Tanya: Sure. One of our most recent experiences, which I will tie into even that systemness category that I just mentioned, we just recently did a full redesign of what we call our online scheduling tools and platforms. So, we do have a patient portal there. We were allowing scheduling of it when we went live with Epic a few years ago. But on this journey towards integrating care and making it a common seamless experience across service lines. We revamped, revised all of that and ensured that it was easy to create, to schedule a patient through our platform for, let’s just say, primary care. So, if for some reason my normal physician that I normally see wasn’t available, but I really needed to get in for an appointment, we now make it very easy to search our entire database of availability to get in with the next provider, even if that might not be at the same clinic that that I normally would have seen. So, that has been a huge improvement just in terms of schedule utilization and visit volume increases. So, it’s been a win-win not only for the patients to have easier access, but also, it’s a growth opportunity for the healthcare system. We’re going to start with that and continuing to look at ways for how we improve access. Referrals is another area that we’re going to start looking at again, just making that an easier process to get patients to where they need to be within our system.

Q. What about the clinicians? You mentioned that you’re also trying to provide features and functionalities to help make their jobs and their lives better, right? Can you talk about an example of what you’ve provided for them?

Tanya: Sure. We just recently, it’s still in progress, none of these things are ever done right. As it’s a continuous evolution, continuous improvement. So, one of the projects that we also launched this past year was called Project Joy, and it was a very targeted effort to focus on nursing specifically because I’m sure we are aware of the nursing shortages that many of us are facing. It’s a real challenge to not only retain the nursing staff we have, but also attract and recruit new nurses. How do we make sure that we have an environment that they like? Project Joy, in partnership with our Chief Nursing officers, was an effort to evaluate utilization of our electronic health record. So, now that we have the data in a digital format, it makes it much easier to do some targeted analytics and analysis on where our nurse is spending their time and then really dig into. At a glance we found that some of our nurses were spending an inordinate amount of time in flow sheets and responding to what we called non required best practice alerts. It was almost just kind of an FYI sorts of messages, but not actionable. We spent a lot of time in partnership with our chief nursing officers to identify how can we make these glow sheets a little bit more user friendly and how do we reduce the amount of clicks or interruptions that the nurses face with these alerts that may not really be effective. On our first phase of rolling out the changes to that project, we were able to calculate savings of over 1000 hours per month to give back to our nurses to do other things such as care for our patients at the bedside.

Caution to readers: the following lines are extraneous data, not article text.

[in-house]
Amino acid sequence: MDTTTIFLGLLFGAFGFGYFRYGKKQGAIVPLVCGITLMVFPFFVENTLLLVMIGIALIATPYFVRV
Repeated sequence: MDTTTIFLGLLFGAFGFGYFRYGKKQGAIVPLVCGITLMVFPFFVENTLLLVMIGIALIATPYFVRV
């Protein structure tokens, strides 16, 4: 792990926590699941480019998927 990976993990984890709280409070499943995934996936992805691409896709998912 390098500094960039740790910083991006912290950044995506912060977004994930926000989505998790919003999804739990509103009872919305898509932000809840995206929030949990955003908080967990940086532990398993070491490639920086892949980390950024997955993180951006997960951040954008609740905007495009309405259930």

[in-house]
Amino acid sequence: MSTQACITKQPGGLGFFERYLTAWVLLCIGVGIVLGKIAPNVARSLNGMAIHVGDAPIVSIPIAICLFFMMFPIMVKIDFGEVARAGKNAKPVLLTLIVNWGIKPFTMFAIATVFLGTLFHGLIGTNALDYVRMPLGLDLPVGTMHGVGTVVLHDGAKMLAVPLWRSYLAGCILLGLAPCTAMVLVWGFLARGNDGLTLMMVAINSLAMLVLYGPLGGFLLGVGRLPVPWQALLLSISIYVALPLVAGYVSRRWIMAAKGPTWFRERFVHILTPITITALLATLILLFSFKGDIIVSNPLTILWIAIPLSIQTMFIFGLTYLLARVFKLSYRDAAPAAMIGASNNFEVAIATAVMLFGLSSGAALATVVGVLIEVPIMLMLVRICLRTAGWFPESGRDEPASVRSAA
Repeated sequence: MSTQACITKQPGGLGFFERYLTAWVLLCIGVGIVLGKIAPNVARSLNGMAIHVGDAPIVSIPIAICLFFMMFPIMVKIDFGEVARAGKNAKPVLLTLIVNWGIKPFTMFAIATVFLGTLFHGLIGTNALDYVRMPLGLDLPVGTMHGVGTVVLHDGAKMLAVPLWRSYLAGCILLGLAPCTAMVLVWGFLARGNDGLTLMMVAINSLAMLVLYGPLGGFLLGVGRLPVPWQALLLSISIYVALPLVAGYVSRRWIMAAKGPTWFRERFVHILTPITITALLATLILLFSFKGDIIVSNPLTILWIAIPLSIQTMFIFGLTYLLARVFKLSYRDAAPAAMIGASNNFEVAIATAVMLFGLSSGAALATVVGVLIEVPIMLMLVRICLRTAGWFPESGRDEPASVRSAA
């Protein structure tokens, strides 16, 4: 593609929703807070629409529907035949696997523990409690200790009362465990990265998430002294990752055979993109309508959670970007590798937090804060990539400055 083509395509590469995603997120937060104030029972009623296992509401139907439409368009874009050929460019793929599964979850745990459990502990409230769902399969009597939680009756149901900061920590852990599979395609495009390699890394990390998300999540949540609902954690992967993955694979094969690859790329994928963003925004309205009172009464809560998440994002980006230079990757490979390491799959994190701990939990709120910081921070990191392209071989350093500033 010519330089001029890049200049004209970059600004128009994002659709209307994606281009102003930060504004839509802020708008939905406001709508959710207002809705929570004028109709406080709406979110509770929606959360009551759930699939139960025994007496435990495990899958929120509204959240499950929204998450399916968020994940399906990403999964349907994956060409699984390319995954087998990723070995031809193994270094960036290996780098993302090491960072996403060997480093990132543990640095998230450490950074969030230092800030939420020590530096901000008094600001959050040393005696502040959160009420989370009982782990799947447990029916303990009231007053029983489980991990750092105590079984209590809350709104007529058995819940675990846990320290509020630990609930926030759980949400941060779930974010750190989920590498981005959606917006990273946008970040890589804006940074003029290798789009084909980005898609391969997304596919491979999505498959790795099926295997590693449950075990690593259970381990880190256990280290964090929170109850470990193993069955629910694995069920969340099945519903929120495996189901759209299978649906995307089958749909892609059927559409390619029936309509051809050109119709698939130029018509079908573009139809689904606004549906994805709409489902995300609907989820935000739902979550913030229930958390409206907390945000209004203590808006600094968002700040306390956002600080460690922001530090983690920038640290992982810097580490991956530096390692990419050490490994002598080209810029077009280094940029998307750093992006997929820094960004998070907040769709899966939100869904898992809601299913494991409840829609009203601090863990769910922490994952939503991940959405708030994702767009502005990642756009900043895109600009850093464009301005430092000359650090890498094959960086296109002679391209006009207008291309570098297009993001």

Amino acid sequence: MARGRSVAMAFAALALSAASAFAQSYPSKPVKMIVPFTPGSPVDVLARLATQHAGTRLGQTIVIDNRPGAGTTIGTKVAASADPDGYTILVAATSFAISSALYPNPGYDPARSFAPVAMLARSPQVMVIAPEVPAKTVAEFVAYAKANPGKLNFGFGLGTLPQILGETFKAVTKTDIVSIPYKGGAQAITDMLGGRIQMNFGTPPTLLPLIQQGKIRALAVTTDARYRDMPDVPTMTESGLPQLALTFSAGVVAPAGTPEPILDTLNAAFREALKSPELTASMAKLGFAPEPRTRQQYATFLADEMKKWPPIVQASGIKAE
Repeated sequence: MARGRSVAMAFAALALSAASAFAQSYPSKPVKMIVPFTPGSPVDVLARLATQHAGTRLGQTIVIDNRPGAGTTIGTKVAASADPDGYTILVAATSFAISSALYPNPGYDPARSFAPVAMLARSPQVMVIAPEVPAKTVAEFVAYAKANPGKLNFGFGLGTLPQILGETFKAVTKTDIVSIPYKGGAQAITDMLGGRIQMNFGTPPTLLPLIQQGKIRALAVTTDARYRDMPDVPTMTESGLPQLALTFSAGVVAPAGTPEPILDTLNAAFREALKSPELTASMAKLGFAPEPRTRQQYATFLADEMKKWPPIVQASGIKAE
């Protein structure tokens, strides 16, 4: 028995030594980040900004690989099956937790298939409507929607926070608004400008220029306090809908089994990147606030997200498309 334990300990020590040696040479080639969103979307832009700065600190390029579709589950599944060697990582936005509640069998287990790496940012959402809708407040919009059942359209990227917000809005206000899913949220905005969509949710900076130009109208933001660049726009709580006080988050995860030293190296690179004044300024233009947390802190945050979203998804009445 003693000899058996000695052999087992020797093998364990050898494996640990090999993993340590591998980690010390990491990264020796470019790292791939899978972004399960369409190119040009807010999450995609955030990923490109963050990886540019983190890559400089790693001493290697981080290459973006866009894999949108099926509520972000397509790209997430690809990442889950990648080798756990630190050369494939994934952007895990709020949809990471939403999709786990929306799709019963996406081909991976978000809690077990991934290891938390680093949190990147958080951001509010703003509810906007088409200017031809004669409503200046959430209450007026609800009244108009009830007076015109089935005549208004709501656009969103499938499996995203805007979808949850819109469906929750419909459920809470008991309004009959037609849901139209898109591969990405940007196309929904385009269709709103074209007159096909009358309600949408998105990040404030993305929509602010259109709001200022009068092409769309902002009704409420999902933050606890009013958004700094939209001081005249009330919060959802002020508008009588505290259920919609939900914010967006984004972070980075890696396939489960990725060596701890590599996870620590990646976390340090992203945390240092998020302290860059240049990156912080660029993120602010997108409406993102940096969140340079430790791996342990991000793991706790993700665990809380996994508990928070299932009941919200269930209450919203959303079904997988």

Q. That’s another great example of how you’re really making it work for both the patients and the caregivers. What are your patients telling you at a high level? What are the one or two things you’re hearing from them that are driving your priorities and your investments?